The effect of redox metals such as iron and copper on multiple sclerosis and amyotrophic lateral sclerosis has been intensively studied. However, the origin of these disorders remains uncertain. This review article critically describes the physiology of redox metals that produce oxidative stress, which in turn leads to cascades of immunomodulatory alteration of neurons in multiple sclerosis and amyotrophic lateral sclerosis. Iron and copper overload has been well established in motor neurons of these diseases' lesions. On the other hand, the role of other metals like cadmium participating indirectly in the redox cascade of neurobiological mechanism is less studied. In the second part of this review, we focus on this less conspicuous correlation between cadmium as an inactive-redox metal and multiple sclerosis and amyotrophic lateral sclerosis, providing novel treatment modalities and approaches as future prospects.

Concepts: Iron, Hydrogen, Superoxide dismutase, Amyotrophic lateral sclerosis, Aluminium, Metal, Zinc, Smelting

3

Globally, billions of individuals wash their hair in water, which acts as an exogenous metal source. Many studies which measure the metal levels found on human hair specifically aim to remove exogenous materials prior to analysis. While this is needed when using hair analysis to probe the impact of the local environment on endogenous metal levels, it’s not relevant for understanding exactly what is on hair as a result of contact with its daily environment. Understanding these levels are important, as the presence of redox active metals, such as copper and iron, can impact fibre health, either due to UV irradiation, or during the hair colouring process. A global hair sampling study of over 300 individuals from nine countries has been performed, and the combined endogenous and exogenous metals analysed. The levels measured vary widely, even within the narrow geography of each hair sampling location. The levels of calcium, magnesium, copper and iron were not correlated, and within each location there are expected to be individuals with high metal levels. Levels increased from hair root to tip for calcium, magnesium and copper, attributed to hair’s contact with the environment showing the impact of exogenous metals in the overall levels on hair. Levels of redox metals were comparable between individuals who coloured or did not colour their hair, although water hardness ions were statistically significantly higher for hair colouring individuals. Individuals who perceived their hair health as poor had higher metal levels on their hair. Controlling metals on hair, either by preventing their binding during environmental contact, or through controlling their ability to cause hair damage, should lead to improved consumer perceived hair health. © 2013 Society of Cosmetic Scientists and the Société Française de Cosmétologie.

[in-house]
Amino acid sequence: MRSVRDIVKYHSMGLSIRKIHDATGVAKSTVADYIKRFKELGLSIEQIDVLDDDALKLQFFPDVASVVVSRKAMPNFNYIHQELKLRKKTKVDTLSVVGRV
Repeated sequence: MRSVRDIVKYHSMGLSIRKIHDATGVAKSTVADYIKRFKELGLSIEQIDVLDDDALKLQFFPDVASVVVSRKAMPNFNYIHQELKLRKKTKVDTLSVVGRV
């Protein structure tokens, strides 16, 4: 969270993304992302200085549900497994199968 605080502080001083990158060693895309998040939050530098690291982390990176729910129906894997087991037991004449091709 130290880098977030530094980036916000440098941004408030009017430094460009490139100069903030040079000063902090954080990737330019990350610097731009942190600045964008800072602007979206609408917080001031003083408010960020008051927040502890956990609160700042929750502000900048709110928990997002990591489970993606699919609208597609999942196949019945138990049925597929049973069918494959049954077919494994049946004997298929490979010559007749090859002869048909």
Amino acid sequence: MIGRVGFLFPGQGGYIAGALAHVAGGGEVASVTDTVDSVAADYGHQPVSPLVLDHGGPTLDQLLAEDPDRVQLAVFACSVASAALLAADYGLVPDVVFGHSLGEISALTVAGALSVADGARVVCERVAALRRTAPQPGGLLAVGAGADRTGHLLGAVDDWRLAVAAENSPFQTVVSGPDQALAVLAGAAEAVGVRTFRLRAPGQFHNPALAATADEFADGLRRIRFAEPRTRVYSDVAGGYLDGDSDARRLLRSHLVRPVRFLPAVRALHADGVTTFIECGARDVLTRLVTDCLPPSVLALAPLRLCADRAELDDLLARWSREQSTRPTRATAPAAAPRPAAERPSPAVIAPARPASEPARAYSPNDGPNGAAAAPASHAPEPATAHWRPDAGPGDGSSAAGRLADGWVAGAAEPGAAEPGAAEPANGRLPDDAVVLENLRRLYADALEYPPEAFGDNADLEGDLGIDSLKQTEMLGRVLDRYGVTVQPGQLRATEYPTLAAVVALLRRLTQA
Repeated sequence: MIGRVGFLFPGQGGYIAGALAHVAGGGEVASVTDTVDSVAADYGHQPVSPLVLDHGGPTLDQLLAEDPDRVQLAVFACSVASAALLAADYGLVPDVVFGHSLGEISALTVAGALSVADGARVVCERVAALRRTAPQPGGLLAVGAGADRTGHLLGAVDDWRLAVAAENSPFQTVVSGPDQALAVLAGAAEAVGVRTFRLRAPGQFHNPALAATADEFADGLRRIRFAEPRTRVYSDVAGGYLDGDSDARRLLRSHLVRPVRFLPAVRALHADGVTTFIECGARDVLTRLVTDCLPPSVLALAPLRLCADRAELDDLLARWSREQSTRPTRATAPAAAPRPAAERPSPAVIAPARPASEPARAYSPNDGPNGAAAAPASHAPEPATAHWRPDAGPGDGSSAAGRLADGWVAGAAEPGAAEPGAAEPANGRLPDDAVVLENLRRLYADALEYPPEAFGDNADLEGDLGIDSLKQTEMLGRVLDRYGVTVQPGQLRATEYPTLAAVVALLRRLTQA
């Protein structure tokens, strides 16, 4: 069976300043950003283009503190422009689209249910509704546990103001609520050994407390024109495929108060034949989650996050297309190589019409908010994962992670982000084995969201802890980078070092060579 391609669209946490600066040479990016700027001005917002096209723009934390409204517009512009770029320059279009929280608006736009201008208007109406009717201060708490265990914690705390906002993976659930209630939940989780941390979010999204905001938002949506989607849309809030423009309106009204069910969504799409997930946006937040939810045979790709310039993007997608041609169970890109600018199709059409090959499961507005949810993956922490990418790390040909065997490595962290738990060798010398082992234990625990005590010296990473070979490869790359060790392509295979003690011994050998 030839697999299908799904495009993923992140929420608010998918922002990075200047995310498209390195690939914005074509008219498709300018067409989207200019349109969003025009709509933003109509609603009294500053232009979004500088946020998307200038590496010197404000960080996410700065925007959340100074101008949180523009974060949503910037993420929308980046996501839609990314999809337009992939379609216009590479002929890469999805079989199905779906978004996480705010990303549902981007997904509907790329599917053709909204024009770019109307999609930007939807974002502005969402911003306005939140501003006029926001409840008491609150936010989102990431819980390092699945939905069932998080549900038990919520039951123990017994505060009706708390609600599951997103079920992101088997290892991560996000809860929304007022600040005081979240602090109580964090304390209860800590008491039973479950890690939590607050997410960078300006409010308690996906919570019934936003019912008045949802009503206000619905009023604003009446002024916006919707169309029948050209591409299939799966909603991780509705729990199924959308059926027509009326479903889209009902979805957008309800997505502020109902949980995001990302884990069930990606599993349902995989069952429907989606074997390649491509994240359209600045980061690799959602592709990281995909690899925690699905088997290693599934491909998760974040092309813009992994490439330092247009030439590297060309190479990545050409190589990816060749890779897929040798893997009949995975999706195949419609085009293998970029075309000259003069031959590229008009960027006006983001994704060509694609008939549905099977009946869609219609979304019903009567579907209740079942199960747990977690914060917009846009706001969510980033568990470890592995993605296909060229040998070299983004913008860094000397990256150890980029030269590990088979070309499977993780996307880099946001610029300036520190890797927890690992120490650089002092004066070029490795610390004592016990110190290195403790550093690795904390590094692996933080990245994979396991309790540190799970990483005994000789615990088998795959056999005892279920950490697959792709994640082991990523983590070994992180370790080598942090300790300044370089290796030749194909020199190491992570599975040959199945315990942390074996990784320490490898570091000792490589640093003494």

Concepts: Iron, Hydrogen, Calcium, Chemical element, Aluminium, Metal, Electrolysis, Smelting

2

This study examines size-resolved heavy metal data for particles sampled near an urban site affected by non-ferrous metal smelting in China with a focus on how particle sizes impact regional respiratory deposition behavior. Particles with aerodynamic diameters between 0.43 and 9 μm were collected during winter haze episodes from December 2011 to January 2012. The results showed that concentrations of individual trace elements ranged from ∼10(-2)-∼10(4) ng/m(3). Mass size distributions exhibit that Cu, Zn, As, Se, Ag, Cd, TI, and Pb have unimodal peak in fine particles range (<2.1 μm); Al, Ti, Fe, Sr, Cr, Co, Ni, Mo, and U have unimodal peak in coarse range (>2.1 μm), and Be, Na, Mg, Ca, Ba, Th, V, Mn, Sn, Sb, and K have bimodal profiles with a dominant peak in the fine range and a smaller peak in the coarse range. The total deposition fluxes of trace elements were estimated at 2.1 × 10(-2) - 4.1 × 10(3) ng/h by the MPPD model, and the region with the highest contribution was the head region (42% ± 13%), followed by the tracheobronchial region (11% ± 3%) and pulmonary region (6% ± 1%). The daily intake of individual element for humans occurs via three main exposure pathways: ingestion (2.3 × 10(-4) mg/kg/day), dermal contact (2.3 × 10(-5) mg/kg/day), and inhalation (9.0 × 10(-6) mg/kg/day). A further health risk assessment revealed that the risk values for humans were all above the guidelines of the hazard quotient (1) and cancer risk (10(-6)), indicating that there are potential non-cancer effects and cancer risks in this area.